The Candid Voice in Retail Technology: Objective Insights, Pragmatic Advice

The Future May Be Bright, But The Present Is A Mess

Username: 
Name:  
Membership: Unknown
Status: Unknown
Private: FALSE

						

RSR has been hammering on the topic of efficiency at the expense of agility since quite early in the pandemic. In fact, way back in April 2020, we used the great toilet paper shortage as a concrete example of this lack of agility.

While it’s clear that retailers overall agree with us, there are more subtle issues at play and we can see the tip of that iceberg in the second most frequently cited inhibitor in the chart below. Interestingly, this data comes from a report we were intending to publish at the NRF Big Show in New York next week. Needless to say, we won’t be attending that show any longer, nor will our partner on this research piece: Blue Yonder. As a result, we are sharing some of the findings with our Retail Paradox Weekly readers here, and as you can see: retailers say they have too much reliance on shippers to self-manage their own disruptions.

Figure 1: Focused On Efficiency And Ceding Control To Shippers

Source: RSR Research, January 2022

We have consistently seen two drivers, both of which are under-reported in the media:

  • Self-managing carriers on sea and land
  • Fear of the bullwhip effect (when demand drastically reduces, and retailers’ or suppliers are left holding excess inventory)

Both these drivers stem from what can only be called profit at the expense of all else. But that begs the question: this section is about internal business challenges. What can retailers do internally to solve these external issues?

As we can see from Figure 2 below, that pain is felt in different ways, depending on retail vertical:

Figure 2: A World Of Hurt For FMCG

Source: RSR Research, January 2022

Certainly, those selling Fast Moving Consumer Goods (FMCG) have experienced some of the biggest shocks of all. Omnichannel was a someday thing, not to be reckoned with today.

It’s not surprising to discover that executive support for supply chain transformation has come slowly and is cited by close to half of FMCG respondents as a top-three inhibitor. Most have opted to just outsource the problem to companies like Instacart and, particularly at the height of the pandemic, just charge more for the same product.

To understand better solutions, it’s instructive to look at Walmart and Target. They really did change the game soonest, rapidly recognizing that workers were critical to their operations and, frankly, in physical danger, and paid them for their trouble. They, along with Home Depot and Target, have also begun circumventing the carriers by hiring their own container ships for time-sensitive product coming from foreign countries. Their prior investments in supply chain technologies have helped them execute on their promises to consumers and each were handsomely rewarded with record sales and earnings in the first year of the pandemic.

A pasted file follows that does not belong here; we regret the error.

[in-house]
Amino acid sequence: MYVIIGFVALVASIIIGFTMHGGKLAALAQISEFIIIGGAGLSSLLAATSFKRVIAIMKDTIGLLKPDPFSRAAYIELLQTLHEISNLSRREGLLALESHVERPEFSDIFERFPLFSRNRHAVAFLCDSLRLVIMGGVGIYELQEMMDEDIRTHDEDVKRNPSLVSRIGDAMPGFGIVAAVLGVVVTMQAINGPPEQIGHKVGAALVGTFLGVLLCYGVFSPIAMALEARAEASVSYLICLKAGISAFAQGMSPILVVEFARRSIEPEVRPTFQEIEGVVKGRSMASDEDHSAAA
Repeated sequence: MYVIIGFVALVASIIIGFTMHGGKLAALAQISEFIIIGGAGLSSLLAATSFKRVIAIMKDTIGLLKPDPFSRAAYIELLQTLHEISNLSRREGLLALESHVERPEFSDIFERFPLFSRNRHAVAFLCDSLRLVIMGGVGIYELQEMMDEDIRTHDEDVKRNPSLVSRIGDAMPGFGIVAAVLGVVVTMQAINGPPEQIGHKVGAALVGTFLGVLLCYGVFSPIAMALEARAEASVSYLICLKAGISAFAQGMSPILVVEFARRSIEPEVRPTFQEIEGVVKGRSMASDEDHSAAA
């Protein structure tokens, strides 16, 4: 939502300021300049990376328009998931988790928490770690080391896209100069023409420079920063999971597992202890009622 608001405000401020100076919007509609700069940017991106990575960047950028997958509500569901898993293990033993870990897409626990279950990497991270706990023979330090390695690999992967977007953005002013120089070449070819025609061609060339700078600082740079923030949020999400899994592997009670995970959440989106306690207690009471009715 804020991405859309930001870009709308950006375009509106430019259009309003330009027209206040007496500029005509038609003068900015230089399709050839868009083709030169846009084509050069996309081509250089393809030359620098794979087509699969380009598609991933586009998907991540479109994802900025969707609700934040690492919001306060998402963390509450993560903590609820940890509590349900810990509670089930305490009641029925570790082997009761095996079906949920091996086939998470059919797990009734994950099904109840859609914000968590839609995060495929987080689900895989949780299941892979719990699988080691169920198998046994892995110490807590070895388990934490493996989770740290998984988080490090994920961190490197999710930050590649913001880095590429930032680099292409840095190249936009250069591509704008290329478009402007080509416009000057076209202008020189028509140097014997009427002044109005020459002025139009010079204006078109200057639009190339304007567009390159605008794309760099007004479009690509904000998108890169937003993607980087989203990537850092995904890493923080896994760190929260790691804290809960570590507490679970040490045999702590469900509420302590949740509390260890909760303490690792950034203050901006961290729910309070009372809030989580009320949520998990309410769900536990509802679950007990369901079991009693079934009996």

It’s unclear to us how better coordination between supply chain, merchandising and marketing is an inhibitor (as cited by General Merchandise retailers) when most of the problems are out of their hands completely. Perhaps marketing has been advertising products that the company simply doesn’t have in stock. Perhaps merchandising hasn’t prioritized the orders that are most critical to get out on the selling floor. It’s a vague response, in our view, and more appropriate for non-extraordinary times.

Having said all of that, there is really only so much a retailer can do on his own – even the largest– when carriers are being sanguine as they bring home record profits (as of this writing the cost of a container of product continues to skyrocket). As of July 2021, the Wall Street Journal reported that the cost of a container had quadrupled. By the end of September that number had skyrocketed even more since July 2020, AFTER the pandemic had started. At long last, as of this writing, the Biden administration has stepped in, and finally, ports will be open and working 24×7 (we remain gob smacked that this was not in place months ago).

And what’s to become of mid-market retailers, who can’t afford to hire their own container ships or have the clout to force those on the water into shore? We worry that imbalances in the industry are going to only become more extreme, with SMB retailers seriously suffering this past holiday season.

We look forward to presenting these findings in earnest in the weeks to come.

Newsletter Articles January 10, 2022
Related Research